Maturing synaptic contacts. In utricles (A) and cristae (B) of 11 DIV co-cultures of P4 rats, synaptic contacts were stained and observed between hair cells (blue) and neurites. Anti-CtBP2 antibodies used to label the ribeye protein, major molecular component of synaptic ribbons (green, small bright dots) and nuclei of hair cells, while anti-synaptophysin antibodies labeled small synaptic vesicles (red) contained in maturing synaptic afferents. Terminals of innervating fibers (arrows) entering sensory epithelia were observed. Co-labeling with ribeye shows close apposition of these synaptic terminals with ribbons in hair cells (arrow heads) in both cristae (A) and utricles (B). Scale bars 50 μm.
© Copyright Policy - open-access
Related In: Results  -  Collection

License
Show All Figures
getmorefigures.php?uid=PMC3368229&req=5

Figure 4: Maturing synaptic contacts. In utricles (A) and cristae (B) of 11 DIV co-cultures of P4 rats, synaptic contacts were stained and observed between hair cells (blue) and neurites. Anti-CtBP2 antibodies used to label the ribeye protein, major molecular component of synaptic ribbons (green, small bright dots) and nuclei of hair cells, while anti-synaptophysin antibodies labeled small synaptic vesicles (red) contained in maturing synaptic afferents. Terminals of innervating fibers (arrows) entering sensory epithelia were observed. Co-labeling with ribeye shows close apposition of these synaptic terminals with ribbons in hair cells (arrow heads) in both cristae (A) and utricles (B). Scale bars 50 μm.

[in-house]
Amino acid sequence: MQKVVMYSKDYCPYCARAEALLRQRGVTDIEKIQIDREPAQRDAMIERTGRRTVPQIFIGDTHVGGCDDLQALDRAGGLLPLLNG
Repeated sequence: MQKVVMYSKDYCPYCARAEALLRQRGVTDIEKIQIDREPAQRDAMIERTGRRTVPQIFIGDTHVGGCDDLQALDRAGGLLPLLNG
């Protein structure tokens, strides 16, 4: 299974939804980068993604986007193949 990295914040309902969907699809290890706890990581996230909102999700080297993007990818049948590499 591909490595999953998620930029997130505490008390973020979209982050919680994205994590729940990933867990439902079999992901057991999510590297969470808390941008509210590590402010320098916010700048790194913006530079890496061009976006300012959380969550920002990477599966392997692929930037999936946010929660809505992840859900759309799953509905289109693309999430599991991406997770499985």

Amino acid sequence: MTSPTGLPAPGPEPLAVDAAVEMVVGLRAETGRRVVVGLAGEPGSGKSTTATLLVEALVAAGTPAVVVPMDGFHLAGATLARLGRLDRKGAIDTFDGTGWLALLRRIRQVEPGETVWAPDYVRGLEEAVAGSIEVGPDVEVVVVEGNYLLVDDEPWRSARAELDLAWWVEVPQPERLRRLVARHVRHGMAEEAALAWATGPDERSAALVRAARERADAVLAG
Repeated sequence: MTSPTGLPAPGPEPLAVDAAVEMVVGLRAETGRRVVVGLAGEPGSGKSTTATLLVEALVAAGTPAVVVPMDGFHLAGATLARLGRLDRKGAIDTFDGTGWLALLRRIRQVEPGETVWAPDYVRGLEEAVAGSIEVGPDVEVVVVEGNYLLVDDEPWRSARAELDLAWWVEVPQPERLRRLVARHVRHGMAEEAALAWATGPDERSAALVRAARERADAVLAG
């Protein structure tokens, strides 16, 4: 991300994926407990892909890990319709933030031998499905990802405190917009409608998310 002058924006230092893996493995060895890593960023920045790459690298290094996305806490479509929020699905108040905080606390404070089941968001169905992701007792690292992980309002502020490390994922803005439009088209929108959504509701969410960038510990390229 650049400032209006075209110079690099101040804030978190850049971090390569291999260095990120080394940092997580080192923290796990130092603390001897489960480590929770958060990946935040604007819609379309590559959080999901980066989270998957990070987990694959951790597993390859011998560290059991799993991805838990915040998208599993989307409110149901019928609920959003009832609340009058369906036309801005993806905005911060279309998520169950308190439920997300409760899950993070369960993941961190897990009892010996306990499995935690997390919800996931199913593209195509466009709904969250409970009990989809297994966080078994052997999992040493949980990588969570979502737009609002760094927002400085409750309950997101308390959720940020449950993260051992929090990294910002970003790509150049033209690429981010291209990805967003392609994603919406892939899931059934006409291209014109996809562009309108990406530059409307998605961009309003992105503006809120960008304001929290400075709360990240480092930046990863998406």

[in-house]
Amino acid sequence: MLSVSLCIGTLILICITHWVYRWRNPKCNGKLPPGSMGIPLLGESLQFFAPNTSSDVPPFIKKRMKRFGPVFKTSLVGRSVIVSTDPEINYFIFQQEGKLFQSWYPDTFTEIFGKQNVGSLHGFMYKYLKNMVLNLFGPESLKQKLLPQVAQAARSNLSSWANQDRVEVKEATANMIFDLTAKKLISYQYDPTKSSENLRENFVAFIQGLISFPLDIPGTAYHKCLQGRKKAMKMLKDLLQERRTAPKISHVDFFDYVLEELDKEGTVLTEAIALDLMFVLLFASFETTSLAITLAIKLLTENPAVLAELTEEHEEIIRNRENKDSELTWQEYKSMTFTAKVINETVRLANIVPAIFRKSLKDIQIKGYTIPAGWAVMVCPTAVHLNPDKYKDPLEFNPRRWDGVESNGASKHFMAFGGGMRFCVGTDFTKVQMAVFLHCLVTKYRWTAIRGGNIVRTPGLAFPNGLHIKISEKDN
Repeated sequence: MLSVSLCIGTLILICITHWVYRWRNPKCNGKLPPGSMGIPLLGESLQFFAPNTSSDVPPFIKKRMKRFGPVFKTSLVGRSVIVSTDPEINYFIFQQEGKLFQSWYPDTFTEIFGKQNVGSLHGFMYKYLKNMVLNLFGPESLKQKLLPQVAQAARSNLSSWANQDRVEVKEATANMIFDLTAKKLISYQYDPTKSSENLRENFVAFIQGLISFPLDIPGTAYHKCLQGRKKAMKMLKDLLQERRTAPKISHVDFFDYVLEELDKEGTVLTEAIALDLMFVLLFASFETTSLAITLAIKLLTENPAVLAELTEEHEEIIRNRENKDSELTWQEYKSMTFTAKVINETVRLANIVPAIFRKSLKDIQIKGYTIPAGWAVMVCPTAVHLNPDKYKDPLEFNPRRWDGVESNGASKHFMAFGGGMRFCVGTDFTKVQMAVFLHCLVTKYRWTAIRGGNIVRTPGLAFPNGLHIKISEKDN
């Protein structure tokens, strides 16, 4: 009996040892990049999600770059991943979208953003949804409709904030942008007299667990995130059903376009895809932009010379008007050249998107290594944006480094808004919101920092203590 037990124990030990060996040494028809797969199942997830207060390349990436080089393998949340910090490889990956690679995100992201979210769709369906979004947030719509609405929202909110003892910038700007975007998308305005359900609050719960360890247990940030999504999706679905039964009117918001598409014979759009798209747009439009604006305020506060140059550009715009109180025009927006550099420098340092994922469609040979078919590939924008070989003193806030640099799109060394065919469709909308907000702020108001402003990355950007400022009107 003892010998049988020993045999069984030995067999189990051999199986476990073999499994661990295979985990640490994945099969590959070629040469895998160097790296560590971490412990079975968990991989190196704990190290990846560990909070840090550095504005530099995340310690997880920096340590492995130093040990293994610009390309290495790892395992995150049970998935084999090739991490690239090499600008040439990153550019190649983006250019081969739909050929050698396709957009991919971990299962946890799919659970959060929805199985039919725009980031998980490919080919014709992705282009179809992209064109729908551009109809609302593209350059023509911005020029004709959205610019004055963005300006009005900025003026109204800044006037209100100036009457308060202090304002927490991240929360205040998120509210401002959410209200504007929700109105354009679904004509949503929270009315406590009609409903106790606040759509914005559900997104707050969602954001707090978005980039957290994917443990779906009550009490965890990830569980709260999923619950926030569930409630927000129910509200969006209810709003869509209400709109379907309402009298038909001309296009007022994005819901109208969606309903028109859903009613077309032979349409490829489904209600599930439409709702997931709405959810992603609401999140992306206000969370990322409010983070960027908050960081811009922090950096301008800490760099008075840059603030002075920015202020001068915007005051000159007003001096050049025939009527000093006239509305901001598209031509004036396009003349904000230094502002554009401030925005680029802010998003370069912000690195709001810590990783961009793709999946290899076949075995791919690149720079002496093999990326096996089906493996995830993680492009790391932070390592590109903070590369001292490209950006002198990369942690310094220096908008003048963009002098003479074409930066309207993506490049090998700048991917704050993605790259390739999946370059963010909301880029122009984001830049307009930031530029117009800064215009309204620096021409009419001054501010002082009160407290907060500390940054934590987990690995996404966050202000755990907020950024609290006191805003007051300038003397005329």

Mentions: To assess whether the de novo cell-to-cell contacts corresponded to synapses between afferent terminals and hair cells, we first used immunohistochemistry to label the pre- and post-synaptic elements. Hair cells were counterstained using calretinin, a calcium binding protein used as a specific marker (Dechesne et al., 1994; Zheng and Gao, 1997). The pre-synaptic ribbons, specific structures controlling the pool of releasable synaptic vesicles, were immuno-localized in the hair cell cytosol using antibodies against ribeye, the main component of the ribbon dense core element (Schmitz et al., 2000; Zanazzi and Matthews, 2009). The post-synaptic terminal element was identified and localized within the sensory epithelia using immunolabeling of synaptophysin. This small synaptic vesicle associated protein is characteristic of vestibular afferent terminals during synaptogenesis (Scarfone et al., 1991; Dechesne et al., 1997; Gaboyard et al., 2003). The juxtaposition of ribeye (Schmitz et al., 2000; Zanazzi and Matthews, 2009) and synaptophysin labeling indicated that the de novo cell-to-cell synaptic contacts were formed correctly at the site of pre-synaptic active zones. At 11 DIV (mice, n = 4), synaptophysin immunolabeling was observed in neuronal processes of both utricles (Figure 4A) and cristae (Figure 4B). In most cases, the synaptophysin immunoreactivity strongly correlated with the ribeye labeling (anti-CtBP2 antibodies; Figure 4B). Note that vesicles spread out along the fibers indicate an immature stage of synaptogenesis.